One of the biggest benefits of an in-person orientation is providing the very first opportunities for incoming students to interact and make friends. But as UC Santa Barbara’s (UCSB) freshman and transfer orientations are moved online, orientation staffers are worried. They now must come up with new solutions to keep students interested on Zoom, connect with students, and adjust activities to an online format.
“I don’t think [making friends is] impossible over an online format, but I saw a lot of students make friends from the walk from Campbell Hall to Manzanita Village as we moved from the welcome assembly to the first academic advising presentation,” says orientation staffer Andre Nguyen.
“With no walk over, because this is all being done through a computer, students lose those opportunities to get to know each other through little conversations like that,” Nguyen points out.
The directors of UCSB’s Student Orientation program had informed staffers about the shift to an online orientation in late April. By that time, it had been announced that summer session A would be held remotely and summer session B was yet to be confirmed.
“When we did get the news, it wasn’t a shock, but a confirmation of what we thought to be the ‘worst case scenario’ in our eyes,” explains Brogan Gallagher, one of the program assistants.
Usually, orientation staff have a retreat at the beginning of spring quarter, followed by a quarter-long in-person training. As everything moves online, retreat is also scrapped, meaning staffers will have less opportunities to get to know the people they’re working with.
“For example, training sessions started promptly at 3 p.m., but if I was there at 2:50 p.m., I’d get to sit and talk with whoever was seated next to me. That sort of interaction simply doesn’t happen over a Zoom call,” says Nguyen.
Though it has become harder for orientation staffers to get to know each other, they are making efforts to overcome the barriers by scheduling Friday night Zoom calls and setting up one-on-one meetings. Fortunately, staffers still have Advising Partners (APs) who help them practice academic advising.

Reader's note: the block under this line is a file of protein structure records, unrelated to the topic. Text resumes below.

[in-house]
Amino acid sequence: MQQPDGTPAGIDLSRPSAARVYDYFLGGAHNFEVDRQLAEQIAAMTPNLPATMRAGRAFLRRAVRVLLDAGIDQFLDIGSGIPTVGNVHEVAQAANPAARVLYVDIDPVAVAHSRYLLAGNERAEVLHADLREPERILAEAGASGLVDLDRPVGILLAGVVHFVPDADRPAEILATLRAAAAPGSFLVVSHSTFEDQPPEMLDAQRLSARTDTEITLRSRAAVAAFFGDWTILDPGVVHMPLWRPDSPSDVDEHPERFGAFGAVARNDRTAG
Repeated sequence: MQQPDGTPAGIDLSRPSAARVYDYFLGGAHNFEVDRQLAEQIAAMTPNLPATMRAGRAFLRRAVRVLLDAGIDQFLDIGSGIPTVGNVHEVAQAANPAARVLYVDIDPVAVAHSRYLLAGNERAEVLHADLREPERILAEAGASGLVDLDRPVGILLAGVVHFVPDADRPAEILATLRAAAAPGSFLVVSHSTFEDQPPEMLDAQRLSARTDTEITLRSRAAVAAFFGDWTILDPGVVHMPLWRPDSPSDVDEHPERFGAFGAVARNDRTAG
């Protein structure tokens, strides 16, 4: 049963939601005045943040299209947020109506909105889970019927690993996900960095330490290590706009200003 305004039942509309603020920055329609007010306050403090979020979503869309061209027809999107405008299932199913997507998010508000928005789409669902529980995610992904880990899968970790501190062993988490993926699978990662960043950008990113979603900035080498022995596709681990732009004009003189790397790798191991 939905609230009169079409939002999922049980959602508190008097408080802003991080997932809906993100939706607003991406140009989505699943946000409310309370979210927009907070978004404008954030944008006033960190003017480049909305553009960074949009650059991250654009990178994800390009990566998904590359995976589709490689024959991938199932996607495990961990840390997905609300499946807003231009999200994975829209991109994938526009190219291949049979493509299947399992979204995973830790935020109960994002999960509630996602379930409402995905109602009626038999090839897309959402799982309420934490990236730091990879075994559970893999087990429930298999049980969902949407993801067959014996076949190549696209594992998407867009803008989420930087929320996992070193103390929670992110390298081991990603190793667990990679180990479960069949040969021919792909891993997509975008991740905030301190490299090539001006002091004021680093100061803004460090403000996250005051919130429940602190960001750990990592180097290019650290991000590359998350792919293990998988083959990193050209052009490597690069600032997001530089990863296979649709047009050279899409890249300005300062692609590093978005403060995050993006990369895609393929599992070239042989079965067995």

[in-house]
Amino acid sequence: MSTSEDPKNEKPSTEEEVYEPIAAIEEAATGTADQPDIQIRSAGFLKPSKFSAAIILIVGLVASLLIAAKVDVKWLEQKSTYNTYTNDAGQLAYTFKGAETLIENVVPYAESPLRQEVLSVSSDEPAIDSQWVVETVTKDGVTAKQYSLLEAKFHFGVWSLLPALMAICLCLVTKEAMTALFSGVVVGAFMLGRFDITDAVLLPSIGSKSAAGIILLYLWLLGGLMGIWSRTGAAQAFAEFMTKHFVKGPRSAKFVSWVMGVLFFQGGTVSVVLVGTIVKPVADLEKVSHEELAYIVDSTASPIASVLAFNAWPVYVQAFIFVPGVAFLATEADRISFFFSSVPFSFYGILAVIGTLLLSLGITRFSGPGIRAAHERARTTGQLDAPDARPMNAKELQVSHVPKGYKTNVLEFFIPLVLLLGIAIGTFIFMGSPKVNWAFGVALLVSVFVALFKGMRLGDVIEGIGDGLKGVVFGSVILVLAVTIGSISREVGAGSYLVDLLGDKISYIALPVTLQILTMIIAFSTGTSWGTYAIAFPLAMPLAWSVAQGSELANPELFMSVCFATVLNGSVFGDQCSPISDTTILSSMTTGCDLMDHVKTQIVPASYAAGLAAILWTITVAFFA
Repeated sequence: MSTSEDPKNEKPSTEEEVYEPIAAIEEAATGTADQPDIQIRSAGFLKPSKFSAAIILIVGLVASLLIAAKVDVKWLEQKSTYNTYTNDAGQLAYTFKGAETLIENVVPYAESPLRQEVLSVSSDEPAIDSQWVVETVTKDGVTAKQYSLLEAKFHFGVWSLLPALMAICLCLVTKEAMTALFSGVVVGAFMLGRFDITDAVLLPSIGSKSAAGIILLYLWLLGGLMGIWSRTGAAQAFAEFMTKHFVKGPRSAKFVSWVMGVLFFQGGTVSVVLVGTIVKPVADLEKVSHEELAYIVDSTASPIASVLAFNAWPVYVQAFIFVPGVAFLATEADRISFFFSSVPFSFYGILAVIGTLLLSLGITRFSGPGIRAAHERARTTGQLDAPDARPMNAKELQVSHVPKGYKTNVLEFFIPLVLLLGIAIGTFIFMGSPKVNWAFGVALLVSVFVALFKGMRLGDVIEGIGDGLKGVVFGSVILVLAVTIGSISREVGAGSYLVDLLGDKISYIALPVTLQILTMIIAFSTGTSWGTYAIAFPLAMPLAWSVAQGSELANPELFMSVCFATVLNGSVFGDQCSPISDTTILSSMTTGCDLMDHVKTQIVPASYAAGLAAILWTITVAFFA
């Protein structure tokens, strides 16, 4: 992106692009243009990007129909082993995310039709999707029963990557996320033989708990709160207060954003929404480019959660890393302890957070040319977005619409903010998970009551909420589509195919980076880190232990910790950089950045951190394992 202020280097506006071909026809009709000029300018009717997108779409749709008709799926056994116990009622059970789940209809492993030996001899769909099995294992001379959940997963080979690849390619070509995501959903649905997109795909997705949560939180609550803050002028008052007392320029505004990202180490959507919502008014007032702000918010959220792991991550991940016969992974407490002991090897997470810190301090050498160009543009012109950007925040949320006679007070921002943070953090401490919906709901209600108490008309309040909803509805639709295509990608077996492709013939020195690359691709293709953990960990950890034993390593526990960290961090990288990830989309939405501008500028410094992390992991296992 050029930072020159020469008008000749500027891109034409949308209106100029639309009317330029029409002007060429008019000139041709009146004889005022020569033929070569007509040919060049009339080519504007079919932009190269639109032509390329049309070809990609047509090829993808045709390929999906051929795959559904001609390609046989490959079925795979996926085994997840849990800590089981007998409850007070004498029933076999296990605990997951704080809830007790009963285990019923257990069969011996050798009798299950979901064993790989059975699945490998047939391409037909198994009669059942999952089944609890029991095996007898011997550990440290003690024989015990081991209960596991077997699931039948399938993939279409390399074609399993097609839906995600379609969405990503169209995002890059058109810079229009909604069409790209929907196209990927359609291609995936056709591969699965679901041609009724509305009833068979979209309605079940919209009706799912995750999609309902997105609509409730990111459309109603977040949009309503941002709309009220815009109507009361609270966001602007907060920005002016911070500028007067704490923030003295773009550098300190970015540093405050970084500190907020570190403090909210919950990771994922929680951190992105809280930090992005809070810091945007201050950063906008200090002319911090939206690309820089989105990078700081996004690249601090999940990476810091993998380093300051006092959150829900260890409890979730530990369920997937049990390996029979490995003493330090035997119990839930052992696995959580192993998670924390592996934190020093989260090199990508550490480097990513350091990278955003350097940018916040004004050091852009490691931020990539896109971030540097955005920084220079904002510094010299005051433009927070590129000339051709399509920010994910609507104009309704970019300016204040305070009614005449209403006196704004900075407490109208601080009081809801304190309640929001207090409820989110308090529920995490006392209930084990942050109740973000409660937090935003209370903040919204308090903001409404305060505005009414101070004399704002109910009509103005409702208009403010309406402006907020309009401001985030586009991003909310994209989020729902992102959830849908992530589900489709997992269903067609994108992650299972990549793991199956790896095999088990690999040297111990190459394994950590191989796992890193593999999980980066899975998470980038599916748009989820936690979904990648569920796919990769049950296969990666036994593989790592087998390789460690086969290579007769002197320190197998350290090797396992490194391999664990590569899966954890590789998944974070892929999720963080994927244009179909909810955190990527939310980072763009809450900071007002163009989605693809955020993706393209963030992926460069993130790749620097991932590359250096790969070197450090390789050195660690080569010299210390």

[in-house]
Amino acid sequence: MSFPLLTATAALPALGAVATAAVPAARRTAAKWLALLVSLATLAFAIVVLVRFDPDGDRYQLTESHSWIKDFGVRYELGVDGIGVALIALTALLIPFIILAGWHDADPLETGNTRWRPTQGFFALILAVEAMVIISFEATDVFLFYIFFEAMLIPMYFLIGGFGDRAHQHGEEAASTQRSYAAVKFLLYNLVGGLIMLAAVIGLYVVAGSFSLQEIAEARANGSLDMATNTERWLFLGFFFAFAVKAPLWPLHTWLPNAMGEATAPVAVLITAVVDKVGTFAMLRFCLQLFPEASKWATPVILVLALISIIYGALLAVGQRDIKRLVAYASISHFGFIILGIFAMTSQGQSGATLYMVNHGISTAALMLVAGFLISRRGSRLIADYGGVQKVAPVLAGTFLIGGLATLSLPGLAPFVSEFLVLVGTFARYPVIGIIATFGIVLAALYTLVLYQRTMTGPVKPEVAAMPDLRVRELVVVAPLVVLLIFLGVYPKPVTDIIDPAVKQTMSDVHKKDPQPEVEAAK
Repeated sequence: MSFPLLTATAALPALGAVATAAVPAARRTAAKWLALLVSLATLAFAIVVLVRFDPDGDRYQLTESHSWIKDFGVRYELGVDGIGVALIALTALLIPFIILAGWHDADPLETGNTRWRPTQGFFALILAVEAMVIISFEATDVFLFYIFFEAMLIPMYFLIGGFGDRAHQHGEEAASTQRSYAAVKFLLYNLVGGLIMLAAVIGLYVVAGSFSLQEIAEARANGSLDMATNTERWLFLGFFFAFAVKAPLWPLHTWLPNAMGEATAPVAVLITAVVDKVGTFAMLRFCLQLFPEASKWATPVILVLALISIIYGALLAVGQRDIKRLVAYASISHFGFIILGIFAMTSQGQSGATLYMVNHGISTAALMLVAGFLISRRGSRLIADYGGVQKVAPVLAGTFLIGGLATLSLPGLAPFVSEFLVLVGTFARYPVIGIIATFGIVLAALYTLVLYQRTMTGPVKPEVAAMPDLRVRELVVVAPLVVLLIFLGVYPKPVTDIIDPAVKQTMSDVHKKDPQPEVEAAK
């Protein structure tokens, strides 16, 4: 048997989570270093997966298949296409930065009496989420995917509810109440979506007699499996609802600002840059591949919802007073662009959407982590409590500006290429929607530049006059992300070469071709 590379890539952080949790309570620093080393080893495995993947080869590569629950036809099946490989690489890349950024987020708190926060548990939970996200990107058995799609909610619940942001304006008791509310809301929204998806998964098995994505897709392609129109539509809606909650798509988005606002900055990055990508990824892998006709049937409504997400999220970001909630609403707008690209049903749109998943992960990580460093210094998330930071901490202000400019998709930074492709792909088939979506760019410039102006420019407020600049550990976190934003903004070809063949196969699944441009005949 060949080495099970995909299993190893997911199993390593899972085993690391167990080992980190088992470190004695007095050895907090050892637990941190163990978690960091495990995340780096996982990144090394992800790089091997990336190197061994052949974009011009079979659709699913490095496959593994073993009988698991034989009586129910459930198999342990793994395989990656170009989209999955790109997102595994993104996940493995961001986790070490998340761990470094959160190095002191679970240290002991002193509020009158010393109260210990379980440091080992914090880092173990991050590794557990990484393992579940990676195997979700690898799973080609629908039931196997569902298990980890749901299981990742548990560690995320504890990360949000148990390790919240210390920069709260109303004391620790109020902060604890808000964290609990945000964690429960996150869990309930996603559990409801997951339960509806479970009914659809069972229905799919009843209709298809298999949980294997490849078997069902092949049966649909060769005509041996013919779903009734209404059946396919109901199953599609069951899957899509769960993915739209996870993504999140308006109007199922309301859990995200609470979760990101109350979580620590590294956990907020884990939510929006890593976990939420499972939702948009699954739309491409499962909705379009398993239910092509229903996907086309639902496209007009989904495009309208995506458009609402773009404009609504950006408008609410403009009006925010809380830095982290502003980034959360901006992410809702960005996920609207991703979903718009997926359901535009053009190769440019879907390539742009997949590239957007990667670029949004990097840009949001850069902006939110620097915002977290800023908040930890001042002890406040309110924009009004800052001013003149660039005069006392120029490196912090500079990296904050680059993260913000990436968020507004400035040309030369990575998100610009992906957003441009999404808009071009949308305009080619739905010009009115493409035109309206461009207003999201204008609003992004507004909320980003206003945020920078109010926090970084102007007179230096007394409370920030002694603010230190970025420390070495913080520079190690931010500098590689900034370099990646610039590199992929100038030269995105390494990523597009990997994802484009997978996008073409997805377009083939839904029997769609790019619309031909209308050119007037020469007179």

“It’s been weird to not be in the office anymore and see everyone’s faces, but Zoom is better than nothing!” Gallagher notes.
Switching to an online summer orientation is going to look different. Incoming students will mainly connect with their advisors via Zoom calls. Other activities are also being planned.
“We are trying to preserve as much of the program as possible, and are still planning on giving tours, workshops, panels, presentations, and the student night social where students will get to interact,” explains Rory Bevacqua, one of two student coordinators who lead the staff of 26.
The one-on-one advising sessions that staffers have with students will be longer than they were last year. Nguyen recalls having around five minutes to speak with each student about their course placements and academic requirements. “If my information is correct, we will be given 15 minutes to meet with each student individually, and academic advising presentations will be done with two orientation staffers in a single Zoom call this time,” Nguyen says.
To prevent any technical issues, Bevacqua says the lead team is making plans to make sure that everything runs as smoothly as possible.
“Internet connection could always potentially become an issue, so we are trying to come up with backup plans in case a staffer gets dropped from a video call,” Bevacqua says.
Despite all the changes, staffers are still optimistic and eager to do their best to ease the transition to a new university for incoming students as much as possible.
“I think the person I was as a 17-year-old high school graduate would be really nervous in a format like this,” Nguyen admits. “I hope that I can connect with those students, help them feel well-informed, get them excited to attend UCSB, and be a reassuring presence in my capacity as a staff member.”